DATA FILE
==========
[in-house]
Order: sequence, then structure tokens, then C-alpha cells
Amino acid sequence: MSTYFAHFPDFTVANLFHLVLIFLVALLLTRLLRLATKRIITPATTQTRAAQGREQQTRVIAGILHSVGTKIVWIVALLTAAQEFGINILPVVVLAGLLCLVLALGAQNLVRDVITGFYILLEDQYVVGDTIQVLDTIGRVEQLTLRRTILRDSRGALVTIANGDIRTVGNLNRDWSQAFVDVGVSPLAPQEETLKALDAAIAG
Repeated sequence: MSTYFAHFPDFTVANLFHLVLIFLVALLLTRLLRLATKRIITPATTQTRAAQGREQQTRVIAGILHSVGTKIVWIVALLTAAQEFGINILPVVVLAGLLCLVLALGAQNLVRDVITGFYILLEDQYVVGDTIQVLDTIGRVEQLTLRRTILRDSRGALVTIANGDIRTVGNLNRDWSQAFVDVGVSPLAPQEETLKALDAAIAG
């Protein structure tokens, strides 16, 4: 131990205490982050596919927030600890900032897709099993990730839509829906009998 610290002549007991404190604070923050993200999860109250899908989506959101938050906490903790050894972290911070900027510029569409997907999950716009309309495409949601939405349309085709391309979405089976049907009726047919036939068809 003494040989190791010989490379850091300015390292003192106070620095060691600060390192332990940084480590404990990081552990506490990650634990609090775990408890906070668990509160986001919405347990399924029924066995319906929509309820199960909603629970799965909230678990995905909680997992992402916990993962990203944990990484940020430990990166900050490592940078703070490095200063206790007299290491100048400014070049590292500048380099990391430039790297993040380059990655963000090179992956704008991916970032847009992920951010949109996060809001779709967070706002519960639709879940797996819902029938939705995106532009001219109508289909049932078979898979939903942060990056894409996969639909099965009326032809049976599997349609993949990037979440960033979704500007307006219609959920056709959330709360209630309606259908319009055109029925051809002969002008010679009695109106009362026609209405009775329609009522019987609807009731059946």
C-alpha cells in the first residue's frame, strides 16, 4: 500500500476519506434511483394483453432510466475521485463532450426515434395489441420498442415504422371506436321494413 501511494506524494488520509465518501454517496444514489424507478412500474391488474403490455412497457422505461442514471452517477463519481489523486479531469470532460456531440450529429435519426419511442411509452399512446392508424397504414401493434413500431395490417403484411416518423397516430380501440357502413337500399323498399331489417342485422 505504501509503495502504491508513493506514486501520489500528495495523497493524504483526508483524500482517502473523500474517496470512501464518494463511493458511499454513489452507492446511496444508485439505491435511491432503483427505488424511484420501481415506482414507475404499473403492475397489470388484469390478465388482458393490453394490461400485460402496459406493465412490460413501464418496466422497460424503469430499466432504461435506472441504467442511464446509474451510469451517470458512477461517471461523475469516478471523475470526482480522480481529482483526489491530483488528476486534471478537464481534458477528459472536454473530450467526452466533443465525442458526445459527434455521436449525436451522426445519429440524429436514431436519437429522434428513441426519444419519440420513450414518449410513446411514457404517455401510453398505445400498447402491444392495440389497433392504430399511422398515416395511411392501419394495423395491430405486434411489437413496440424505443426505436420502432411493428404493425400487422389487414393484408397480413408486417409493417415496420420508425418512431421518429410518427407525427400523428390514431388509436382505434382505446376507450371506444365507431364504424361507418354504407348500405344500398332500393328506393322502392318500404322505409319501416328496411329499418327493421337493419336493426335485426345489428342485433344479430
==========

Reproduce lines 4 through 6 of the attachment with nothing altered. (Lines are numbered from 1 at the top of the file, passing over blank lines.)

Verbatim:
Repeated sequence: MSTYFAHFPDFTVANLFHLVLIFLVALLLTRLLRLATKRIITPATTQTRAAQGREQQTRVIAGILHSVGTKIVWIVALLTAAQEFGINILPVVVLAGLLCLVLALGAQNLVRDVITGFYILLEDQYVVGDTIQVLDTIGRVEQLTLRRTILRDSRGALVTIANGDIRTVGNLNRDWSQAFVDVGVSPLAPQEETLKALDAAIAG
């Protein structure tokens, strides 16, 4: 131990205490982050596919927030600890900032897709099993990730839509829906009998 610290002549007991404190604070923050993200999860109250899908989506959101938050906490903790050894972290911070900027510029569409997907999950716009309309495409949601939405349309085709391309979405089976049907009726047919036939068809 003494040989190791010989490379850091300015390292003192106070620095060691600060390192332990940084480590404990990081552990506490990650634990609090775990408890906070668990509160986001919405347990399924029924066995319906929509309820199960909603629970799965909230678990995905909680997992992402916990993962990203944990990484940020430990990166900050490592940078703070490095200063206790007299290491100048400014070049590292500048380099990391430039790297993040380059990655963000090179992956704008991916970032847009992920951010949109996060809001779709967070706002519960639709879940797996819902029938939705995106532009001219109508289909049932078979898979939903942060990056894409996969639909099965009326032809049976599997349609993949990037979440960033979704500007307006219609959920056709959330709360209630309606259908319009055109029925051809002969002008010679009695109106009362026609209405009775329609009522019987609807009731059946």
C-alpha cells in the first residue's frame, strides 16, 4: 500500500476519506434511483394483453432510466475521485463532450426515434395489441420498442415504422371506436321494413 501511494506524494488520509465518501454517496444514489424507478412500474391488474403490455412497457422505461442514471452517477463519481489523486479531469470532460456531440450529429435519426419511442411509452399512446392508424397504414401493434413500431395490417403484411416518423397516430380501440357502413337500399323498399331489417342485422 505504501509503495502504491508513493506514486501520489500528495495523497493524504483526508483524500482517502473523500474517496470512501464518494463511493458511499454513489452507492446511496444508485439505491435511491432503483427505488424511484420501481415506482414507475404499473403492475397489470388484469390478465388482458393490453394490461400485460402496459406493465412490460413501464418496466422497460424503469430499466432504461435506472441504467442511464446509474451510469451517470458512477461517471461523475469516478471523475470526482480522480481529482483526489491530483488528476486534471478537464481534458477528459472536454473530450467526452466533443465525442458526445459527434455521436449525436451522426445519429440524429436514431436519437429522434428513441426519444419519440420513450414518449410513446411514457404517455401510453398505445400498447402491444392495440389497433392504430399511422398515416395511411392501419394495423395491430405486434411489437413496440424505443426505436420502432411493428404493425400487422389487414393484408397480413408486417409493417415496420420508425418512431421518429410518427407525427400523428390514431388509436382505434382505446376507450371506444365507431364504424361507418354504407348500405344500398332500393328506393322502392318500404322505409319501416328496411329499418327493421337493419336493426335485426345489428342485433344479430